This is the sixth and final lesson in the series: How Non-Technical Founders Can Bring a Product to Market.
By Poornima Vijayashanker
Welcome back! In my previous lesson I told you how you can get started creating a Concierge MVP by deciding what your value proposition is, coming up with a hypothesis for who your early adopter maybe, and finally coming up with a brief description of the experience that someone will go through.
Throughout all the past lessons I’ve been telling you that a Concierge MVP is after all an experience and you’re running an experiment. One part of running an experiment is to take measurements. Measurements are used as indicators. We can infer whether or not the experiment was a success or a failure, or use the measurements to make educated decisions of what to conclude or to do next.
In this final lesson, I’ll be providing you with some examples of what it is you should be measuring as you offer your Concierge MVP to customers. This isn’t an exhaustive list, but it’s meant to give you an idea of measurements you may want to take to determine if your Concierge MVP is a success or failure.
Keep in mind, in either case you can use the data to improve the Concierge MVP, and run the experiment again.
The first thing you want to measure is a customers interest. You can measure that by the number of people who sign up to try out your Concierge MVP. If you find that not too many people are signing up then it’s possible that either they aren’t interested in the value proposition, or you aren’t going after the right type of early adopter.
If you see there are a significant number of sign ups, then the next measurement to take is engagement.
It’s not enough for people to just sign up to try out your Concierge MVP, they need to go through the experience. While your Concierge MVP maybe one that can either be experienced once or multiple times, you want to measure each experience individually. You can survey customers after their first experience and then each subsequent experience to find out on a scale of 1-10 if they love or hate your Concierge MVP.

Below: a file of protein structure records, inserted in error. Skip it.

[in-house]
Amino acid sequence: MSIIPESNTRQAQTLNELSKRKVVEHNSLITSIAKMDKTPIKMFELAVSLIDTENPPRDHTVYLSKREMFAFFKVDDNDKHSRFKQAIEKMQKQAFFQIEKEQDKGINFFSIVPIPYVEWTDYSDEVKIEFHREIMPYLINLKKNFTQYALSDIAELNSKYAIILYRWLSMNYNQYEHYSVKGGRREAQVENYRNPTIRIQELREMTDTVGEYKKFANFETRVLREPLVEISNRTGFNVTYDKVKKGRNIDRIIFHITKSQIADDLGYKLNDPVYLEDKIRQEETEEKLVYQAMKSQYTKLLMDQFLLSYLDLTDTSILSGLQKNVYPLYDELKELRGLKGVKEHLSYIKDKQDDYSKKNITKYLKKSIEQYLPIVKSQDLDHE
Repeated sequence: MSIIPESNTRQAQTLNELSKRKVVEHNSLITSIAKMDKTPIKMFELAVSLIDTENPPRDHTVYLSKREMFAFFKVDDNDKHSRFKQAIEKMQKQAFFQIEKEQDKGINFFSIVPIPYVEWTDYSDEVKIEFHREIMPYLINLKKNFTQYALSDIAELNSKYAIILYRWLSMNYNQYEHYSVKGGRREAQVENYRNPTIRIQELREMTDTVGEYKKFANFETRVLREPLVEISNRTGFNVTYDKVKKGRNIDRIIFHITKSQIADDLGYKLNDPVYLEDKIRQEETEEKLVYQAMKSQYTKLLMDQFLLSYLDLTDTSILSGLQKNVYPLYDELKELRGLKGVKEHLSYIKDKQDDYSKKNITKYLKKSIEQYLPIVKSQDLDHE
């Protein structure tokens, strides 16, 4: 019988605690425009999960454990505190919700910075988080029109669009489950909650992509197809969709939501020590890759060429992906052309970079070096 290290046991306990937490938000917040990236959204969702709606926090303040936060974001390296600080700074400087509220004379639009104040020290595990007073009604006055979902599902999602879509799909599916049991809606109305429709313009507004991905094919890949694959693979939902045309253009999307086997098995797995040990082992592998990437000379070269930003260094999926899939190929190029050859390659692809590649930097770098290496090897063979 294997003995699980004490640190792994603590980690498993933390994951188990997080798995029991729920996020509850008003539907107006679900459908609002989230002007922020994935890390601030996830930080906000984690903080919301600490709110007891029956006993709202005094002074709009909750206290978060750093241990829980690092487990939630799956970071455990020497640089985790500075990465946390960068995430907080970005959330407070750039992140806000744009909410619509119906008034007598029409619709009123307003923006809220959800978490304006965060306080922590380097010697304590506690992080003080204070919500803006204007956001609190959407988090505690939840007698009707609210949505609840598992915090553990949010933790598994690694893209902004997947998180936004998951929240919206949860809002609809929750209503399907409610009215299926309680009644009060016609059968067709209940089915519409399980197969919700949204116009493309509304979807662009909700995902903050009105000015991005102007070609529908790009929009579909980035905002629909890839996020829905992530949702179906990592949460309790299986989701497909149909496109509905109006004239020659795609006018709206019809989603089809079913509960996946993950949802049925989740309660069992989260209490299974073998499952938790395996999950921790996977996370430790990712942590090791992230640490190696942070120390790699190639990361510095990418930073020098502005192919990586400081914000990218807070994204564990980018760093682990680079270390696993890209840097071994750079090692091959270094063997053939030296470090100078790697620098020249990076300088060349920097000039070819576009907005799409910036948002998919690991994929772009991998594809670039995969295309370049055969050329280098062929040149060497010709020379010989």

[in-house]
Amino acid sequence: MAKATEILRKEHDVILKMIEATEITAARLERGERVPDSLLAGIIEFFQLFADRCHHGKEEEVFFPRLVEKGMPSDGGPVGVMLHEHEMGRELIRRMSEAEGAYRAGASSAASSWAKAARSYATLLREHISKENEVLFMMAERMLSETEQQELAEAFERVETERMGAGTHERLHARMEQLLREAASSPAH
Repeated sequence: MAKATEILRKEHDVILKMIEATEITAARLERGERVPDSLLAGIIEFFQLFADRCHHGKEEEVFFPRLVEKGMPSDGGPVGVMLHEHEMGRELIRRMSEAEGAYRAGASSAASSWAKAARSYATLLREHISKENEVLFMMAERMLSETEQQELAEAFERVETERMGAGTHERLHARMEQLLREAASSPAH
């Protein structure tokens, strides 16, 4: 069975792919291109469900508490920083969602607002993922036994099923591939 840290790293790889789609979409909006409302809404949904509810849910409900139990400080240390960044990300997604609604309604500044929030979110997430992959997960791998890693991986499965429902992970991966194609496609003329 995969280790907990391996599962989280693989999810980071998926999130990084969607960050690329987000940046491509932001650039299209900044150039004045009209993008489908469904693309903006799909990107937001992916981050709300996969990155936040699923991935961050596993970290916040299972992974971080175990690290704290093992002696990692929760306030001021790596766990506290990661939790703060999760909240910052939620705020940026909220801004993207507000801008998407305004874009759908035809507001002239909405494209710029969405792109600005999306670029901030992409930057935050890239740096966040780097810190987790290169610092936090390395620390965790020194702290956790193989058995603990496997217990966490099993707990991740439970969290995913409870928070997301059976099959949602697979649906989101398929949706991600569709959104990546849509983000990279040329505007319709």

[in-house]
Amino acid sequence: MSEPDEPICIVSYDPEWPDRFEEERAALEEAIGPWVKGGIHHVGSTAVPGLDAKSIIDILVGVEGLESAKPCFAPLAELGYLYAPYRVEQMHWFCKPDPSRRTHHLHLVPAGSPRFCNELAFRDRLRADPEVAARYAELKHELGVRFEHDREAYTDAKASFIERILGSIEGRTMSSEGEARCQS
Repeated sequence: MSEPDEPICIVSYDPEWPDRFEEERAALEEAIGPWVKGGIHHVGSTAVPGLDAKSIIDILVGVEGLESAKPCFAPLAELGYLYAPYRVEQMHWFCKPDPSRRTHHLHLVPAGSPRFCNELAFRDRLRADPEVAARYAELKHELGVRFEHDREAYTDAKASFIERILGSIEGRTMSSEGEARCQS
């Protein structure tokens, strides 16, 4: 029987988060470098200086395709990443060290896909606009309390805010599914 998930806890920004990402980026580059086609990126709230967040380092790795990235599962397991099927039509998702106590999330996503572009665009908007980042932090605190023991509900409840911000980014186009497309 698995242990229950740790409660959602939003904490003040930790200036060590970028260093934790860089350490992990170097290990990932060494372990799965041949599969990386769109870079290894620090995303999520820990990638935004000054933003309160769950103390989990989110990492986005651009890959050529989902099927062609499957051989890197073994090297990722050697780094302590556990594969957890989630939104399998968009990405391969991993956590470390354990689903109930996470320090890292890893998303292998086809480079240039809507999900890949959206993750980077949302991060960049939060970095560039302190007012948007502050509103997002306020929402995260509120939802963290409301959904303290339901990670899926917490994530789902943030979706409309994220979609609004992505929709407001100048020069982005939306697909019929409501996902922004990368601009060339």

If it’s neither, then it’s very likely that they are apathetic about the Concierge MVP, which is a sign of disinterest. If people are disinterested you’ll have to go back to figuring out the value proposition and if you’re targeting the right early adopter segment.
If instead they swing to the extremes you can go on to taking the third and final measurement, especially in the case where people may hate the Concierge MVP.
The final measurement is to gauge what needs to be improved in order to retain the customer. This comes down to surveying the customer, and then finding patterns in the surveys amongst the customers. Focus on what you uncover as commonalities, and use that to refine your Concierge MVP before you test it again on another set of customers.
OK that’s it for all my lessons on Concierge MVP!
To recap we started by talking about why so many MVPs fail, then talked about how a Concierge MVP is a great way to test an idea especially if you have limited resources. Then I mentioned why it’s important for both technical and non-technical founders to create a Concierge MVP. After that I showed you how you can get started on building your own, and in this final lesson we’ve talked about measurements you can take to determine how effective your Concierge MVP is.
One last parting point, no matter whether or not your Concierge MVP is a wild success or horrible failure, you will need to iterate and refine it. The reason being, you cannot scale a business long term with just a Concierge MVP. Remember the main goal is to test the value proposition amongst a group of early adopters.
I’d love for you to share your Concierge MVP results with me! Just tweet @poornima.
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Checkout out the previous lessons: